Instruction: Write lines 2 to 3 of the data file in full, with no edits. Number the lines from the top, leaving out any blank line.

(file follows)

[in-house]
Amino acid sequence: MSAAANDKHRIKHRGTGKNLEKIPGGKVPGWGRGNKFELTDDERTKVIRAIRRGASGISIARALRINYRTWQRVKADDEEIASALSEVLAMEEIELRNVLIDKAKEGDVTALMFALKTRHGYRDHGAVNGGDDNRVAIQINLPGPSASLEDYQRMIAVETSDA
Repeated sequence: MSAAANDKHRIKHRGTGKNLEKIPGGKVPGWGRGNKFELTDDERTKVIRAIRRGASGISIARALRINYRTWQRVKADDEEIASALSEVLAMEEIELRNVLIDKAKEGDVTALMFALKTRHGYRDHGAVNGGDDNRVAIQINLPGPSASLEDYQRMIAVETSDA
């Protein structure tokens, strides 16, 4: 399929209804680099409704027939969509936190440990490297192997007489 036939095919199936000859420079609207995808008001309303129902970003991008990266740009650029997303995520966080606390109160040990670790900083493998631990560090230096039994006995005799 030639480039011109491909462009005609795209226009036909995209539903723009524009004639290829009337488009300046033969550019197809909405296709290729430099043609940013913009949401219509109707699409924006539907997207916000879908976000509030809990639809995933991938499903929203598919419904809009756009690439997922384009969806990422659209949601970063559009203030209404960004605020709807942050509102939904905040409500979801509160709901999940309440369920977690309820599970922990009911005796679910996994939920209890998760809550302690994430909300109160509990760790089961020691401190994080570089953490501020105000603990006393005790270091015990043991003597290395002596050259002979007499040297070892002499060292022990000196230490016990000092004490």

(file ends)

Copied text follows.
Amino acid sequence: MSAAANDKHRIKHRGTGKNLEKIPGGKVPGWGRGNKFELTDDERTKVIRAIRRGASGISIARALRINYRTWQRVKADDEEIASALSEVLAMEEIELRNVLIDKAKEGDVTALMFALKTRHGYRDHGAVNGGDDNRVAIQINLPGPSASLEDYQRMIAVETSDA
Repeated sequence: MSAAANDKHRIKHRGTGKNLEKIPGGKVPGWGRGNKFELTDDERTKVIRAIRRGASGISIARALRINYRTWQRVKADDEEIASALSEVLAMEEIELRNVLIDKAKEGDVTALMFALKTRHGYRDHGAVNGGDDNRVAIQINLPGPSASLEDYQRMIAVETSDA